Today, our Founder, Karolina Lewis is speaking to Aliza Marogy, a clinical nutritionist and a naturopath, Founder of Inessa Wellness, a clinical grade nutritional supplement company. In addition to running her own business, Aliza is also a mum-to-be (39 weeks pregnant).
She was diagnosed with the autoimmune disease ulcerative colitis in her late teens but didn’t respond well to medical treatment. After exhausting all medical intervention available at the time and with the prospect of having her bowel removed, she decided to try managing the condition into remission using dietary modifications and nutraceuticals, with a colonoscopy confirming total disease remission a year later. She then went on to re-train as a clinical nutritionist and naturopath specialising in using functional medicine to improve treatment outcomes for patients with autoimmune diseases and digestive disorders.
KL: Can you please tell us how you discovered your condition?
AM: I first reported symptoms of inflammatory bowel disease (I was passing blood with each bowel movement) to my GP at around the age of 14, though I was misdiagnosed until I was 18 when my symptoms had become aggressive and like many people with chronic digestive disorders I was developing inflammation in other areas, including eczema and swollen joints.
KL: It seems we are hear about more people suffering from digestive disorders these days. Is there a surge or do we just understand more about the symptoms?
AM:I think that there are a couple of reasons that people are talking more about digestive health - firstly, people naturally feel uncomfortable discussing their bowel habits and it is only over the past few years that it has become less ‘taboo’ and therefore more widely talked about. Secondly, certainly in the Western world there has been an increase in the number of people diagnosed with inflammatory bowel diseases such as ulcerative colitis and Crohn’s disease;- the science points to changes in the human microbiome being a likely culprit linked to among other things, over-sanitisation (often referred to as the hygiene hypothesis) and changes in our dietary patterns.
KL: What are nutraceuticals?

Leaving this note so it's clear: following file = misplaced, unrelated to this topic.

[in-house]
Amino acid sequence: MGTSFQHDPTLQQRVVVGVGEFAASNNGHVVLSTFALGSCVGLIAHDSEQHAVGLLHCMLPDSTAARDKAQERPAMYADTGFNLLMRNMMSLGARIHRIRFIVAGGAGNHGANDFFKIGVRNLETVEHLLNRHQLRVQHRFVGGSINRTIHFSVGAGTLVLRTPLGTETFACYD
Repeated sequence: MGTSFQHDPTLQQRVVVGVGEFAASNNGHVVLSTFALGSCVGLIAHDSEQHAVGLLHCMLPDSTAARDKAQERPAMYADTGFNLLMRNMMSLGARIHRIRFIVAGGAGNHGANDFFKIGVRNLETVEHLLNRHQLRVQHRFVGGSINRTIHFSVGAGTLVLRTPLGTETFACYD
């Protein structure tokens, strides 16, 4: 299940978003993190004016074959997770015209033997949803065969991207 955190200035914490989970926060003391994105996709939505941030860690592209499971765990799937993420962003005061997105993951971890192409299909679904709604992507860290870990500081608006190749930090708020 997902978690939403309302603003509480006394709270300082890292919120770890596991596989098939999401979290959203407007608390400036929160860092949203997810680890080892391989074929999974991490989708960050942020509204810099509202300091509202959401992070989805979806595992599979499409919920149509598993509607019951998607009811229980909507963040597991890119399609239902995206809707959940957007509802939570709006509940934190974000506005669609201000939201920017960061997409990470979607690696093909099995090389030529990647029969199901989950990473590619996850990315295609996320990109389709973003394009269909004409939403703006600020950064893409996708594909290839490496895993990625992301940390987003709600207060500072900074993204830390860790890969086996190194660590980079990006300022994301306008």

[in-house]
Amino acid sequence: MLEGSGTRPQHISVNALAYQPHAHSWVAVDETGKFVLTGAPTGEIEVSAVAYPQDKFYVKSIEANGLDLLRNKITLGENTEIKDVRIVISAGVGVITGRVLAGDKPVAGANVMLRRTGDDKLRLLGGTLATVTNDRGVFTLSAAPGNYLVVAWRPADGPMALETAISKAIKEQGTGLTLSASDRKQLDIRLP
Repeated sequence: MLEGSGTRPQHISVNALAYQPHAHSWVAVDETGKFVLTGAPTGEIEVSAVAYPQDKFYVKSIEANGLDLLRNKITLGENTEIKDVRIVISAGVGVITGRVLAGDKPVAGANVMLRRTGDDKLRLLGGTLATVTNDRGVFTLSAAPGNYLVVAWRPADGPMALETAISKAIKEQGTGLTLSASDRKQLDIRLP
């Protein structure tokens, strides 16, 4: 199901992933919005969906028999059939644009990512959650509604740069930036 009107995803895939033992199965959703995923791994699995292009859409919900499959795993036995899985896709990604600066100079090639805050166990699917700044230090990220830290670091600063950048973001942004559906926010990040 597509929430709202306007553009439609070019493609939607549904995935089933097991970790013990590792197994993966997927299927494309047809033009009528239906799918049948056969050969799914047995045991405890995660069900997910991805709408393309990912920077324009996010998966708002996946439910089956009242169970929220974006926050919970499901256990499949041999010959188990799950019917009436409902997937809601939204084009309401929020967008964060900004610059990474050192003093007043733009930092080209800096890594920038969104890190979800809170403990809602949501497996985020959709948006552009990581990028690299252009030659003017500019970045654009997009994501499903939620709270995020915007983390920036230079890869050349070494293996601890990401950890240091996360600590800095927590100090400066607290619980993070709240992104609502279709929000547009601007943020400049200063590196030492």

AM: It’s a good question and it’s one that provokes a bit of debate amongst healthcare practitioners. The general public would most easily understand it as being a therapeutic dose of a vitamin and/or mineral supplement. The technical definition is that a nutraceutical is a pharmaceutical-grade standardised nutrient or combination of nutrients in a dose and / or form which may be beneficial in supporting general health, and used in conjunction with healthy diet and lifestyle as part of the prevention and treatment of disease. The term ‘nutraceutical’ can refer to products that are isolated from herbal products, dietary supplements, specific diets, and processed foods such as cereals, soups, and beverages that other than for their nutritional value are also used for medicinal benefit.
KL: Did you have to manage your diet to adjust for pregnancy?
AM: I had great plans to be a model nutritionist and only eat the most nourishing foods throughout my pregnancy. However, that all went out of the window, particularly in the first trimester when I was nauseous and all I wanted to eat was toast and jam. I don’t even like jam ordinarily! I also made sure I cooked loads of veg and ate quality protein and fats for my main meals, even though I didn’t necessarily feel like eating these. Once I got past week 15 the nausea went away, my taste buds returned to normal and I stopped relying on the jam & toast!
KL: Many people believe that with a good diet you do not need to rely on food supplements. Where is the truth?